Back in the clarity section we talked about how alignment can affect the detail you see through a pair of binoculars. Some alignment issues can be hard to diagnose. Small alignment issues can only show up with specially calibrated equipment. One can look at the overall construction quality and hope that if they follow tight tolerances on the rest of the production then optics should follow suit. Quality construction also lends to a longer life for well taken care of products. We judged each pair based on any alignment issue we could visually see, how smooth the hinges for adjusting the interpupillary distance were, we noted if anything was loose or coming apart, and we also took note of our biggest pet peeve: how well the lens caps fit. There is nothing like losing a lens cap to frustrate you on a trip.


The top three scorers in construction quality are the Vortex Viper HD 8x42, the Nikon Monarch 7 ATB 10x42, and the Leica BCR 10x25. These four manufacturers are all known for making quality products and you can feel how well these are put together when you hold them.

Ease of Adjustment


The ability to quickly and accurately focus on an object can be the difference between seeing that rare bird and hearing about it. Can you maintain accurate focus or will you accidentally offset the diopter, giving you a blurry image? For the ease of adjustment category we looked at the following items: how quickly one can focus from one spectrum to the other, how easy it is to focus on an object to get the most detail, and how easy it was to adjust the diopter and did the diopter lock. We also evaluated the interpupillary distance adjustment. Except for the locking diopter, the criteria was a subjective and based solely on several testers' opinions.


The only pairs with a locking diopter are the Leica Ultravid BCR and the Vortex Viper. The top pairs in this group with the smoothest adjustments and easiest focus were the Vortex Viper HD 8x42 and the Nikon Monarch 7 ATB 10x42. With all of these models even novices were able to follow birds in flight and keep them in focus without much issue. This is an attachment to their smooth focus knobs.

Field of View


How much of the landscape can you see at 1000 yards? That's a good generalization of field of view. Field of view is important because a wider field of view can make it easier to find that bird or deer in the forest. The field of view vs. magnification is a heavily discussed issue on birding and hunting forums. Generally speaking, with increased magnification you get a decrease in field of view. The consensus is that if you want a wider field of view if you will be using your binoculars in a heavily forested area. If you are in an open area, you will want increased magnification. For this reason we broke out the 10x and 9x models from the 8x models when comparing the field of view. All pairs were ranked according to manufacturer's specifications.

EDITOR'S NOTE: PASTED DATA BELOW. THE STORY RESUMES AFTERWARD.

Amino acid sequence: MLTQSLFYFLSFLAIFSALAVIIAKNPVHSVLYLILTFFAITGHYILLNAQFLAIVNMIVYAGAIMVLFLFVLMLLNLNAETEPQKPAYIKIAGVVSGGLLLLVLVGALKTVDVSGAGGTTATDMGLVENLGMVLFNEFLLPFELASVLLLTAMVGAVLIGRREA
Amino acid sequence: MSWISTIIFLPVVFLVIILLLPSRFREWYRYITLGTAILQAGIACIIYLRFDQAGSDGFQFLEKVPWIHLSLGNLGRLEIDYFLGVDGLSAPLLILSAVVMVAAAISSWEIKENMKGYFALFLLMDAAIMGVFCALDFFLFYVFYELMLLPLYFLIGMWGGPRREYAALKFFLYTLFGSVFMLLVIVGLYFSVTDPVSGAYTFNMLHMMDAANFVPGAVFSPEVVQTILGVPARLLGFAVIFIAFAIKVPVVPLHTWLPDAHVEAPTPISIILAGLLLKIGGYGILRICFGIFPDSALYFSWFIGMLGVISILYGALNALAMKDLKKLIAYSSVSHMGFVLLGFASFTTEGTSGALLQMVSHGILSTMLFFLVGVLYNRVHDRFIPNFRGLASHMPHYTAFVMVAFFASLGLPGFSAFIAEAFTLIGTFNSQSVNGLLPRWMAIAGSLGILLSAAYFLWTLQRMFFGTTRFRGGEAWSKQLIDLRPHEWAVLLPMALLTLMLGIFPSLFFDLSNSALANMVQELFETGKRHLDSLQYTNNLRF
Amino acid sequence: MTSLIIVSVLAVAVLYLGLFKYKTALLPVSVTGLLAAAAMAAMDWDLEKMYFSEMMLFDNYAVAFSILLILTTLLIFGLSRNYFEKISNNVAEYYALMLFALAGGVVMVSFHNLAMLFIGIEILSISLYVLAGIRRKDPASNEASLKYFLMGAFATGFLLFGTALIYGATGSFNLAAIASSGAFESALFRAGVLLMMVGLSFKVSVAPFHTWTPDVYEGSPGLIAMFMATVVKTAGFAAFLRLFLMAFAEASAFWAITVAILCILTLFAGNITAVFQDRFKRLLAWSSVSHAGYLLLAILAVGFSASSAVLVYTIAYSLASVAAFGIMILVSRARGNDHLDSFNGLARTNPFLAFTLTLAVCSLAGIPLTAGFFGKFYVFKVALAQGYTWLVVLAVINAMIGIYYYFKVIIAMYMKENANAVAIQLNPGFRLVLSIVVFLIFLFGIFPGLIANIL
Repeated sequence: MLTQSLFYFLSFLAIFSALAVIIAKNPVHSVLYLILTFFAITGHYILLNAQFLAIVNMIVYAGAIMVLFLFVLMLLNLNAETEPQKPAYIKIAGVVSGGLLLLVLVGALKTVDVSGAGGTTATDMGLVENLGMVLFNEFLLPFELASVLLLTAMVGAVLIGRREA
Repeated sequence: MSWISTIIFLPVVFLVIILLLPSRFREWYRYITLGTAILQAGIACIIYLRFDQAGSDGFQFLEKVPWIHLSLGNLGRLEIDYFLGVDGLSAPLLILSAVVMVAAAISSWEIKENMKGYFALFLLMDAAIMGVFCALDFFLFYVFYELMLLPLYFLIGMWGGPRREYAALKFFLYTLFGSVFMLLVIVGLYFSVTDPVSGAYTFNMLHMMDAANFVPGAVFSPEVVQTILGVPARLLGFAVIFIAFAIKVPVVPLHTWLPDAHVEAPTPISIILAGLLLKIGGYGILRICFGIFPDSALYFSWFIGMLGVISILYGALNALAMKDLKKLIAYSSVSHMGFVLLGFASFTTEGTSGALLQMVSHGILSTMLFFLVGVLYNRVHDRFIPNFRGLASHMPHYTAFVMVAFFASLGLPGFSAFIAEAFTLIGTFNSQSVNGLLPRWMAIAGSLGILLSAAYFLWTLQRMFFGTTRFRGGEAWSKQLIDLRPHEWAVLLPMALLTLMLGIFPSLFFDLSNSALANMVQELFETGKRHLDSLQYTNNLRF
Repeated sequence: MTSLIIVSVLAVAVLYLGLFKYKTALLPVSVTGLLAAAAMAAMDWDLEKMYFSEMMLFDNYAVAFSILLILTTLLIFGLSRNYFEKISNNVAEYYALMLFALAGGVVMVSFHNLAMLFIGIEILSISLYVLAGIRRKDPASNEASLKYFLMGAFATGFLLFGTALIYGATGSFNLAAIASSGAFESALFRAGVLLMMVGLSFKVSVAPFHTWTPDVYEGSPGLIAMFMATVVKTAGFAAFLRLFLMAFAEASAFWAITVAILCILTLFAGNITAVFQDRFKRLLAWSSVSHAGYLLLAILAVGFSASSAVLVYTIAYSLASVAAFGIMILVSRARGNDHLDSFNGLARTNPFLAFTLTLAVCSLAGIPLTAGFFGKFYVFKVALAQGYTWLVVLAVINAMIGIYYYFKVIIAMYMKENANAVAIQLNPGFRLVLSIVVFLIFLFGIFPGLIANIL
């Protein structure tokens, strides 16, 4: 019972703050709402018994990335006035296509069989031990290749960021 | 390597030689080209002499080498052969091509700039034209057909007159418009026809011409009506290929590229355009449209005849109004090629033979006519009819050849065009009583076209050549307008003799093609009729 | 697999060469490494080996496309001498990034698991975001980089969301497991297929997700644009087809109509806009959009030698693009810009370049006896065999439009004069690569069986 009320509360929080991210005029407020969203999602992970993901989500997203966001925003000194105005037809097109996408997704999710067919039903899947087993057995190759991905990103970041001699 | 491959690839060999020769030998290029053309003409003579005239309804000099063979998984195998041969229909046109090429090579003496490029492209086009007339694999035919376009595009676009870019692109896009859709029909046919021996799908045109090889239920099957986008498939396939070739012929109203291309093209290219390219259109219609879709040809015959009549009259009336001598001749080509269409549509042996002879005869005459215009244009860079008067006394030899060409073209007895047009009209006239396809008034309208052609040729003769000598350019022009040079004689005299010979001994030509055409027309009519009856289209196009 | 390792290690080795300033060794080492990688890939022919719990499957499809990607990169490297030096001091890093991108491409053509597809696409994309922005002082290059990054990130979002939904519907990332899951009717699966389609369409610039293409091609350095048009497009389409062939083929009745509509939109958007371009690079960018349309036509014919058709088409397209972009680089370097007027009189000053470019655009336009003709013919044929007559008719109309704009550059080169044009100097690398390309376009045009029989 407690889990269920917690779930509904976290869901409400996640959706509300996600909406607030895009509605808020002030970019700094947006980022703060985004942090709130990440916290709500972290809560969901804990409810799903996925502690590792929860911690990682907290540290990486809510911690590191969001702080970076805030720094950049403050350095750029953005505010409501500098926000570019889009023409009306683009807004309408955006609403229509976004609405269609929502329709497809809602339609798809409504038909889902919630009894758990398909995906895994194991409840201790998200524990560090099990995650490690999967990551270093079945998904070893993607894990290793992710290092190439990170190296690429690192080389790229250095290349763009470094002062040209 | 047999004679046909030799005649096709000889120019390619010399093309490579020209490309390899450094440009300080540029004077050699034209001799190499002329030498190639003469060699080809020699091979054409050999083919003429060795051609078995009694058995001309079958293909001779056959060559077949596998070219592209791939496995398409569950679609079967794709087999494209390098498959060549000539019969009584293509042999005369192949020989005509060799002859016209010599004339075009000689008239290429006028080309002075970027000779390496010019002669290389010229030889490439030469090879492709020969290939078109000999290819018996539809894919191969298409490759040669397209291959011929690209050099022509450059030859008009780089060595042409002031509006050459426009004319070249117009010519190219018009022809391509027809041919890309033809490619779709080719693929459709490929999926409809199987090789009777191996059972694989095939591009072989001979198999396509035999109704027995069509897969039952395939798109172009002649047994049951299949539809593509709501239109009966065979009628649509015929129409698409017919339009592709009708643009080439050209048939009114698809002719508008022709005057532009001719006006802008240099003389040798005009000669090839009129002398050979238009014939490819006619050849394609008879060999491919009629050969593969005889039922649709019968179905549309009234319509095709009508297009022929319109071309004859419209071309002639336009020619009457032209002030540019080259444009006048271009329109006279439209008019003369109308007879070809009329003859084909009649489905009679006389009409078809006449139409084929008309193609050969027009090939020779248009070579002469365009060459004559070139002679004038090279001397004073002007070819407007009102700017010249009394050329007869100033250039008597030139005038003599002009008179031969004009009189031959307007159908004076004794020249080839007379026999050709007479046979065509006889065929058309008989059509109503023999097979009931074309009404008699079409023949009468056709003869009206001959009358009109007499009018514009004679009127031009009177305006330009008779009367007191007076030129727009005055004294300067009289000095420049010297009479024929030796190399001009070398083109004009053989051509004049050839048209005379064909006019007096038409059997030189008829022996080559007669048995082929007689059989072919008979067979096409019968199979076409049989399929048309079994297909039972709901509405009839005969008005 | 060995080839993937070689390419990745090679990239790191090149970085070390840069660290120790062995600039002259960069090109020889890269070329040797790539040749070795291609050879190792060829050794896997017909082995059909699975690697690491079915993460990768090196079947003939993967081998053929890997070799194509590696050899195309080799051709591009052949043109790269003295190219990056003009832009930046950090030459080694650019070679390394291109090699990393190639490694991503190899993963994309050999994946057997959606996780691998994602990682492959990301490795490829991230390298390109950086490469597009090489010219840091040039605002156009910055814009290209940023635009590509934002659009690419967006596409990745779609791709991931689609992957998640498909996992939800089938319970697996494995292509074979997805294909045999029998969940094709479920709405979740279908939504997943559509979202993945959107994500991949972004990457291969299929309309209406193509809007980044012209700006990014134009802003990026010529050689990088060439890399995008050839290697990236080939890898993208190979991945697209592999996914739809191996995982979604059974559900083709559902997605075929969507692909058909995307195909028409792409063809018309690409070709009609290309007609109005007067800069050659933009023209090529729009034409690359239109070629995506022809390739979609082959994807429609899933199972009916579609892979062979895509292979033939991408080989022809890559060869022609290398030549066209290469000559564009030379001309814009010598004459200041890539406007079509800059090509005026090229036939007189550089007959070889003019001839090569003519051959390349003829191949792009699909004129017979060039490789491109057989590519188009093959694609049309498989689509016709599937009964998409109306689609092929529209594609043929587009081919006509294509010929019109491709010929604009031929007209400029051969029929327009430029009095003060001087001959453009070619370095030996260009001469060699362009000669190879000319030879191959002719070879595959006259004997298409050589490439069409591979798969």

The top pair in the 10x range was the Nikon Monarch 7 ATB 10x42 with a field of view of 351 feet at 1000 yards. The top pair for the 8x were the Zeiss Terra Ed 8x32 with 404 feet at 1000 yards.

The Athlon Midas has teh widest field of view of all the models we tested at 426 feet at 1000 yards.
The Athlon Midas has teh widest field of view of all the models we tested at 426 feet at 1000 yards.

Close Focus Range


Why are close focus range and field of view important? Just like the objective lens and magnification affect how big and bright the object you are viewing appears, field of view and close focus range affect how much you get to see. Where field of view covers how wide of an area you can clearly see, close focus range covers the amount of depth that you can clearly see. This can be important for trying to keep a bird that is in some close brush in focus or for wanting to inspect insects or flowers a little closer. Magnification does affect the close focusing ability, with higher magnifications having a longer close focus range (less range). All models were judged on the manufacturer's specifications.


The top pair in the 10x range was the Vanguard Endeavor ED II 10x42 which can focus down to 6.5 feet. In the 8x range, the Zeiss Terra earned the top score, able to focus down to 4.9 feet.

The compact REI XR 8x25 has the best close focus range in our test at 3.3 feet.
The compact REI XR 8x25 has the best close focus range in our test at 3.3 feet.

Performance Comparison: High-End Shootout


In this section we examine the three top-of-the-line models that we tested: the Swarovski EL, the Leica Noctivid, and the Zeiss Victory HT. These models are meant for the most serious birders and wildlife enthusiasts, and will likely become a family heirloom that will be passed down through the generations.

Note
Since Swarovski does not make 8x magnification binoculars in the EL line, we used the 10x42 versions of all three models for our high-end shootout testing. This ensured they would be directly comparable.